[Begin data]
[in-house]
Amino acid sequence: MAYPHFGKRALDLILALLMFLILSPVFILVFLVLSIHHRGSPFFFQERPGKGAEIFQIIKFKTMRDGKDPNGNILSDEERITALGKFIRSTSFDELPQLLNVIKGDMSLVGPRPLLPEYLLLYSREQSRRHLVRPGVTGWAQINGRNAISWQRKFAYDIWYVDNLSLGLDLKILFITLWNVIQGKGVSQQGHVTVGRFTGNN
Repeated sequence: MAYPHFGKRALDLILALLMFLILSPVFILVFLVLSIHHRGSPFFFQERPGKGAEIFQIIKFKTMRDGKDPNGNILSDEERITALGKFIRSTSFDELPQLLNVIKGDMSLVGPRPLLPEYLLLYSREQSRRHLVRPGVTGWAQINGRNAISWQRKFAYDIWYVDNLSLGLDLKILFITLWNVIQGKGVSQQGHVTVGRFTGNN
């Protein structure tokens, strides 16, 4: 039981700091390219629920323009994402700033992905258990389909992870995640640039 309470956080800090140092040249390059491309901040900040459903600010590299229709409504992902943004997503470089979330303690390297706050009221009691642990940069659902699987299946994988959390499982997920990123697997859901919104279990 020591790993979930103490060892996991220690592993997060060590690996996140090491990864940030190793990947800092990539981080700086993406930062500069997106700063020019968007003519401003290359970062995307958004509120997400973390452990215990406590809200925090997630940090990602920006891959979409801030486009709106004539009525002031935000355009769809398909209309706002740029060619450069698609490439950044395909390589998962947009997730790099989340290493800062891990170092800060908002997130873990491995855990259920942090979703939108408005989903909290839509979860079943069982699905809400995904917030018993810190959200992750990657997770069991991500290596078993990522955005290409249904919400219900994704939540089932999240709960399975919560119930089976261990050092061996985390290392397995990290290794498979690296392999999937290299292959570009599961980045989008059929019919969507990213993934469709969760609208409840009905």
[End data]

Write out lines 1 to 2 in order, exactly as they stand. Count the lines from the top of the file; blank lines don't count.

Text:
[in-house]
Amino acid sequence: MAYPHFGKRALDLILALLMFLILSPVFILVFLVLSIHHRGSPFFFQERPGKGAEIFQIIKFKTMRDGKDPNGNILSDEERITALGKFIRSTSFDELPQLLNVIKGDMSLVGPRPLLPEYLLLYSREQSRRHLVRPGVTGWAQINGRNAISWQRKFAYDIWYVDNLSLGLDLKILFITLWNVIQGKGVSQQGHVTVGRFTGNN